The umbrella body for Kenyan associations in the diaspora has gone to court citing discrimination by the electoral commission over voter registration.
The Kenya Diaspora Alliance (KDA) filed a case in the High Court in Nairobi saying that the Independent Electoral and Boundaries Commission (IEBC) has not only disobeyed the 2015 court ruling that Kenyans abroad participate in the August 8, 2017 elections, but has cut short voter registration midway.
The KDA went to court after IEBC on March 8 stopped all forms of registration until September, including the diaspora registration that started on February 20. KDA chairman Shem Ochuodho, told The EastAfrican that it is against the constitutional provision that provides for continuous registration.
The case has been set for hearing on March 21 but Dr Ochodho said that the set date would be too late and they have lodged another motion for the case to be heard as a matter of urgency.
In their prayers, KDA has listed four grounds: First, that the IEBC has ignored both the ruling of the Supreme Court and the decision by the Joint Select Committee of parliament with regards to the Election Laws (Amendments), 2016 which expressly called for full participation of the diaspora in the 2017 election. Article 82 of the constitution requires the commission to progressively register citizens residing outside Kenya to allow them to vote.
Different rulesSecond, KDA says that IEBC turned away potential voters in Uganda who came with national IDs on the grounds that they didn't have passports.
"The Kenyan Constitution says that Kenyans can register using either ID or passport. Yet under the EAC rules, 99 per cent of Kenyans who go to Uganda use ID cards," said Dr Ochudho, whose KDA represents 41 diaspora associations.
The plaint drawn by advocate James Kounah and that also enjoins the attorney general as the respondent says that, "Most Kenyans in the diaspora who are holders of Kenyan national identity cards are citizens of this country and the denial of their right to be registered as voters and by implication the right to vote is bare faced discrimination as they are denied equal enjoyment of their fundamental rights and freedoms with the nationals who reside in Kenya."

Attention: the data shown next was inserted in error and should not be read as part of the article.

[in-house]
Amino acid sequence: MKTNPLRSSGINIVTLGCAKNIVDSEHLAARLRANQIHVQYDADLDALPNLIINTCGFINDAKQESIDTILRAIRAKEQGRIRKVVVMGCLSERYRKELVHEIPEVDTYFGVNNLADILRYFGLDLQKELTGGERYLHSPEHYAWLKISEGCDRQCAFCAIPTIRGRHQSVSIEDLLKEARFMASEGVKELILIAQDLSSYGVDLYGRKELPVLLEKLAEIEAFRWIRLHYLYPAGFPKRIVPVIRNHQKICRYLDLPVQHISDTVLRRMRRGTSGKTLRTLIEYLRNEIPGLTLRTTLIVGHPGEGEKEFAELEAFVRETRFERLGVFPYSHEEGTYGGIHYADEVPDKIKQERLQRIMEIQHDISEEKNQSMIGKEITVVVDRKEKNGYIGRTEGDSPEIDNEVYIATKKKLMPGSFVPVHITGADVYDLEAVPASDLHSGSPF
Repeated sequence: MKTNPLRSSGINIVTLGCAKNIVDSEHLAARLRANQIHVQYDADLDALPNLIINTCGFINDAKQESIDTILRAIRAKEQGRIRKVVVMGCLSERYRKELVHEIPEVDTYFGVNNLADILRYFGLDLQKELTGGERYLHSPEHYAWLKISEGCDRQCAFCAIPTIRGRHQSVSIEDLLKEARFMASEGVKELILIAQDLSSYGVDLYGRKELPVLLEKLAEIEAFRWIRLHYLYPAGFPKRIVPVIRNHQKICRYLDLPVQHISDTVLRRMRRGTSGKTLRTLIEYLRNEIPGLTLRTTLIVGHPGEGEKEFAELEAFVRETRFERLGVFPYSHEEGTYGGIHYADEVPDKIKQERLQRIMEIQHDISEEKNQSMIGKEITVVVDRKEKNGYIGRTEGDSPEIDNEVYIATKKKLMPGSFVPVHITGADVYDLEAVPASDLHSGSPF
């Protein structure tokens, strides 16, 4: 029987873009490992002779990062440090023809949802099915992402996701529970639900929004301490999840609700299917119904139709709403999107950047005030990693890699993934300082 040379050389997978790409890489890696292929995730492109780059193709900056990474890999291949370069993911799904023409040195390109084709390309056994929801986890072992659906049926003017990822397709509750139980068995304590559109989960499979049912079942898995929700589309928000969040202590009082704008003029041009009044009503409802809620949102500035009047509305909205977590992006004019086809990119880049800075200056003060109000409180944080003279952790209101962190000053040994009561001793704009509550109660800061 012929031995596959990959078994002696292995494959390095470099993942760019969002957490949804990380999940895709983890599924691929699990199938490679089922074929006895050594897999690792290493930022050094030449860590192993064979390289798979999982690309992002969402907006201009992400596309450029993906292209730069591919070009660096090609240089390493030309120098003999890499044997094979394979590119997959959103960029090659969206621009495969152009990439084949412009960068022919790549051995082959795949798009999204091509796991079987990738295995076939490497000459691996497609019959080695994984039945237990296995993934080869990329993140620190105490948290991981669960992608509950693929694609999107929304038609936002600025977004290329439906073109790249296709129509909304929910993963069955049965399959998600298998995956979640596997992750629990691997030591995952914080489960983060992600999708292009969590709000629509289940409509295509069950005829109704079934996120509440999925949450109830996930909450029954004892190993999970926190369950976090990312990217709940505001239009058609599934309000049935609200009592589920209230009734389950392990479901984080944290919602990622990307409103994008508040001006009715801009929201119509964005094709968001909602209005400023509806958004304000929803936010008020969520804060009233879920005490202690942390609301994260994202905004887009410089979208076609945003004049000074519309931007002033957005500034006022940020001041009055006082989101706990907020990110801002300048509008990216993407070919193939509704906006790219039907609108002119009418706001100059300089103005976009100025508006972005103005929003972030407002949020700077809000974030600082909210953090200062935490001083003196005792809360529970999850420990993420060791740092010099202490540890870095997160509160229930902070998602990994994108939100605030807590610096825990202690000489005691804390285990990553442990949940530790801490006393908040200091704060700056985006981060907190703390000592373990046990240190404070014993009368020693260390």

Shortchanged on time The third prayer says that IEBC discriminated against citizens in the diaspora by giving them only two weeks to register while giving local voters one month in the just concluded mass registration. The fourth prayer is that IEBC should include more countries such as the United States, the United Kingdom and the United Arab Emirates where majority of Kenyan living abroad are. Dr Ochuodho says that while Kenyans living in South Africa were recently included in the list, the IEBC has placed the registration centre only in Pretoria and yet the majority of Kenyans live in Johannesburg, Durban and Cape Town. In the 2013 elections, only 2,000 Kenyans living in Burundi, Rwanda, Tanzania and Rwanda were registered and voted. However, IEBC chairman, Wafula Chebukati, told The EastAfrican that continuous registration has been going on in the constituencies according to the law but most Kenyans like doing things at the last minute. He maintained that the commission needs time to clean up the voter register and continuous registration will make it difficult to determine the number of registered voters by the time of elections.
"We have to obey the laws of the land but given the timelines that we are operating with, it is prudent that we do the right thing in order to have credible elections," said Mr Chebukati.
There are an estimated three million Kenyans living abroad with the majority of them in the US at 600,000 and about 300,000 in the UK. However, there is no reliable data on Kenyans living abroad with some of them not registered with Kenyan embassies and consulates there.
Since the introduction of multipartyism in 1991, Kenyans in the diaspora have lobbied to be allowed to vote. However, most political parties have not been keen on the diaspora vote because of the potential tilting of the scales either way.
The 2010 constitution allowed Kenyans in the diaspora to take part in all elections. In 2014, the government launched the Kenya Diaspora Policy in recognition of the need to include Kenyans living abroad in the national development process in line with Vision 2030.